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What is Substance Over Form in Accounting?

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Last editedJan 20212 min read

Substance over form in accounting refers to a concept that transactions recorded in the financial statements and accompanying disclosures of a company must reflect their economic substance rather than their legal form.

Whoever prepares the financial statements of a company needs to use their judgement to derive the business sense from the transactions and events in order to present them in a manner that best reflects their true essence.

At certain times the ‘legal form’' of a transaction may not provide its true image. Although the legal form can be of importance, it may be disregarded in order to present more relevant knowledge to the users of financial statements, who should not be misled.

A transaction is an instance of an event that could alter the financial status of a business entity. It is usually a contract between a buyer and seller, which gives rise to an asset for one entity and/or a liability for the other entity. Selling inventory, buying raw materials, indulging in legal agreements and getting a bank loan are all examples of business transactions.

Substance over form examples

Despite accountants knowing they should not mislead readers of a company’s financial statements, substance over form in accounting is in widespread use.

If a small adventure company in Cornwall buys a fleet of vans using a lease agreement from a bank, it will pay some of the advance cost and the remaining sum for the vans over, say, a five-year period. Now despite legally owning the vans from an ‘economic point of view’, the company will not be recognised as the ‘legal owner’ until it pays the final instalment at the end of the fifth year.

A large estate agency in London is looking to expand. It signs a contract to lease a building in Aldgate for 30 years, where the economic useful life of the building is estimated to be 35 years. In this instance, the company itself will be called the ‘lessee’ and the other party leasing its building to them as the ‘lessor’. If the lease agreement states at the end of the lease period the ownership title of the building will be transferred to the lessee (estate agent), or the lease term (time period for which the building is being leased) covers a substantial span of the useful life period expected for the building (which is the case here), then the building is owned by the lessee in economic reality. This is because although the building is legally owned by the lessor, the estate agency controls the building and derives maximum benefits from it. Therefore it should be recorded as an asset in the financial statement of the company, as it will depreciate like any normal asset and remaining payments will be deemed as a decrease in liability rather than lease rental.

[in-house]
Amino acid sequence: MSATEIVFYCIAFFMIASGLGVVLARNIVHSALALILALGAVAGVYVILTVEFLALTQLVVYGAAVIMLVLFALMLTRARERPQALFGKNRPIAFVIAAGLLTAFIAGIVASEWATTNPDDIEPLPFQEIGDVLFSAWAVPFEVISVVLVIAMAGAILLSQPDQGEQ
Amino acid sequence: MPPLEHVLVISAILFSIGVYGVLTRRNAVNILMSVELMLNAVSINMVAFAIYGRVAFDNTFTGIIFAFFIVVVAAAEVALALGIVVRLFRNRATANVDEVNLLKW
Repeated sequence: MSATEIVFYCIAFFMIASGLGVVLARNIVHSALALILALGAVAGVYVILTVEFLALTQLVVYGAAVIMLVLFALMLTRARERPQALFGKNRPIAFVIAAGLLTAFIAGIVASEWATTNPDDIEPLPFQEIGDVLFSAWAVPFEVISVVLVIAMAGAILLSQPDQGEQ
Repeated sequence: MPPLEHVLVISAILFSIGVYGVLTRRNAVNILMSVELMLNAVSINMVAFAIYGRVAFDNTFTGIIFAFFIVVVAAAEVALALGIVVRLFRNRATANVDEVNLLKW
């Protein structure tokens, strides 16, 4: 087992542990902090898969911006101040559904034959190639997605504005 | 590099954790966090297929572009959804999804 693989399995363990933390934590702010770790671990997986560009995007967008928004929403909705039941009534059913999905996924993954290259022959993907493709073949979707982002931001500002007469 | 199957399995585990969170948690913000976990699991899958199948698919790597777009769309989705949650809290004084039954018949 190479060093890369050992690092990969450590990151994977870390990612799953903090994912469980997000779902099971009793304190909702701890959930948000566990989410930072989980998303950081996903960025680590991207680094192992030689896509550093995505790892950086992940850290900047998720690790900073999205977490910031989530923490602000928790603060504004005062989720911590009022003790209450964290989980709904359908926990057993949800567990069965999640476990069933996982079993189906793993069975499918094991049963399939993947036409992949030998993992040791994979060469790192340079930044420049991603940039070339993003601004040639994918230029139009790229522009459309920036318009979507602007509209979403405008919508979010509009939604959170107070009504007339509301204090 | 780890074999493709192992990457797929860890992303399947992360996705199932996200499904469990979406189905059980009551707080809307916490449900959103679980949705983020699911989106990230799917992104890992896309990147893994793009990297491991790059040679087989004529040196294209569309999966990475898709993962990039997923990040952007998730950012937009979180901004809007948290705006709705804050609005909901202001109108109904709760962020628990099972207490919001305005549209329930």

Other examples include one company essentially acting as an agent for another, so it should only record a sale on behalf of the second company in the amount of their commission. But they want their sales to appear larger, so record the entire amount of a sale as revenue.

A business could hide debt liabilities in related entities, so that its debt does not appear on the balance sheet.

Substance over form criticisms

Substance over form is a particular concern under generally accepted accounting principles (GAAP), because it is largely rules-based and creates specific hurdles that must be achieved in order to record a transaction a certain way.

International financial reporting standards (IFRS) are more principles-based, so it is even more difficult for someone to justify hiding the intent of a transaction if they are using IFRS frameworks to construct their financial statements.

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